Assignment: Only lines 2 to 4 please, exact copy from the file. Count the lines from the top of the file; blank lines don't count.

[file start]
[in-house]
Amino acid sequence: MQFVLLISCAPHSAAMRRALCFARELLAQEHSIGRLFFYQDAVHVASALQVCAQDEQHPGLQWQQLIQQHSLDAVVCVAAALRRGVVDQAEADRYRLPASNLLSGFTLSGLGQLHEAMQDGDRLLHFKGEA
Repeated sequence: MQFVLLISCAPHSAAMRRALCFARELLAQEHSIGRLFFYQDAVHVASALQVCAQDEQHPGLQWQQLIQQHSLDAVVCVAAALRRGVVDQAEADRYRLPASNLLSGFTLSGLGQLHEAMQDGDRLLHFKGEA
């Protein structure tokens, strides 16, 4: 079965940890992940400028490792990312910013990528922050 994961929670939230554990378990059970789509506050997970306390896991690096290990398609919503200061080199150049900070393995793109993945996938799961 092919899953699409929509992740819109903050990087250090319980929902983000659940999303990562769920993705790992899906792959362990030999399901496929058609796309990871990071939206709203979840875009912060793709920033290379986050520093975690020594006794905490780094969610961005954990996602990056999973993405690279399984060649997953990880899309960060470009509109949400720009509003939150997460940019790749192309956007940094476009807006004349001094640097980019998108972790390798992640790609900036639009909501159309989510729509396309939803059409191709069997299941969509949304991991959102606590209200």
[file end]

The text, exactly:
Amino acid sequence: MQFVLLISCAPHSAAMRRALCFARELLAQEHSIGRLFFYQDAVHVASALQVCAQDEQHPGLQWQQLIQQHSLDAVVCVAAALRRGVVDQAEADRYRLPASNLLSGFTLSGLGQLHEAMQDGDRLLHFKGEA
Repeated sequence: MQFVLLISCAPHSAAMRRALCFARELLAQEHSIGRLFFYQDAVHVASALQVCAQDEQHPGLQWQQLIQQHSLDAVVCVAAALRRGVVDQAEADRYRLPASNLLSGFTLSGLGQLHEAMQDGDRLLHFKGEA
């Protein structure tokens, strides 16, 4: 079965940890992940400028490792990312910013990528922050 994961929670939230554990378990059970789509506050997970306390896991690096290990398609919503200061080199150049900070393995793109993945996938799961 092919899953699409929509992740819109903050990087250090319980929902983000659940999303990562769920993705790992899906792959362990030999399901496929058609796309990871990071939206709203979840875009912060793709920033290379986050520093975690020594006794905490780094969610961005954990996602990056999973993405690279399984060649997953990880899309960060470009509109949400720009509003939150997460940019790749192309956007940094476009807006004349001094640097980019998108972790390798992640790609900036639009909501159309989510729509396309939803059409191709069997299941969509949304991991959102606590209200």